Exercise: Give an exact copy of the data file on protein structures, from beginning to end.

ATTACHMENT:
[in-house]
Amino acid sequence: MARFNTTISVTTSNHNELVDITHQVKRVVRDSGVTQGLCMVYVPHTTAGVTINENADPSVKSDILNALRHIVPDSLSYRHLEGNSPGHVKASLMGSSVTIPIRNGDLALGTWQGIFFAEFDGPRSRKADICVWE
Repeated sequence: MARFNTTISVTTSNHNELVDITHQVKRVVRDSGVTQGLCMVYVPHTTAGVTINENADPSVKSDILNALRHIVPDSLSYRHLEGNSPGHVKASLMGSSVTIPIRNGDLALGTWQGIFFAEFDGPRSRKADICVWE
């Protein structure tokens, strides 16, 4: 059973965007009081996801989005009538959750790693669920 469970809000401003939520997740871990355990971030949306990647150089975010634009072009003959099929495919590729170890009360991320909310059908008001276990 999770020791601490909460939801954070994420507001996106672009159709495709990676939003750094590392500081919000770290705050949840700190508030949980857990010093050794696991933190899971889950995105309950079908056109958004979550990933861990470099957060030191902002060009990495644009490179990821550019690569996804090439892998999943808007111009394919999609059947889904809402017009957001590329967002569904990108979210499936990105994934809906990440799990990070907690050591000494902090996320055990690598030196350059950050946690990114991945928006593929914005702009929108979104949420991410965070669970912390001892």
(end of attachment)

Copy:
[in-house]
Amino acid sequence: MARFNTTISVTTSNHNELVDITHQVKRVVRDSGVTQGLCMVYVPHTTAGVTINENADPSVKSDILNALRHIVPDSLSYRHLEGNSPGHVKASLMGSSVTIPIRNGDLALGTWQGIFFAEFDGPRSRKADICVWE
Repeated sequence: MARFNTTISVTTSNHNELVDITHQVKRVVRDSGVTQGLCMVYVPHTTAGVTINENADPSVKSDILNALRHIVPDSLSYRHLEGNSPGHVKASLMGSSVTIPIRNGDLALGTWQGIFFAEFDGPRSRKADICVWE
């Protein structure tokens, strides 16, 4: 059973965007009081996801989005009538959750790693669920 469970809000401003939520997740871990355990971030949306990647150089975010634009072009003959099929495919590729170890009360991320909310059908008001276990 999770020791601490909460939801954070994420507001996106672009159709495709990676939003750094590392500081919000770290705050949840700190508030949980857990010093050794696991933190899971889950995105309950079908056109958004979550990933861990470099957060030191902002060009990495644009490179990821550019690569996804090439892998999943808007111009394919999609059947889904809402017009957001590329967002569904990108979210499936990105994934809906990440799990990070907690050591000494902090996320055990690598030196350059950050946690990114991945928006593929914005702009929108979104949420991410965070669970912390001892």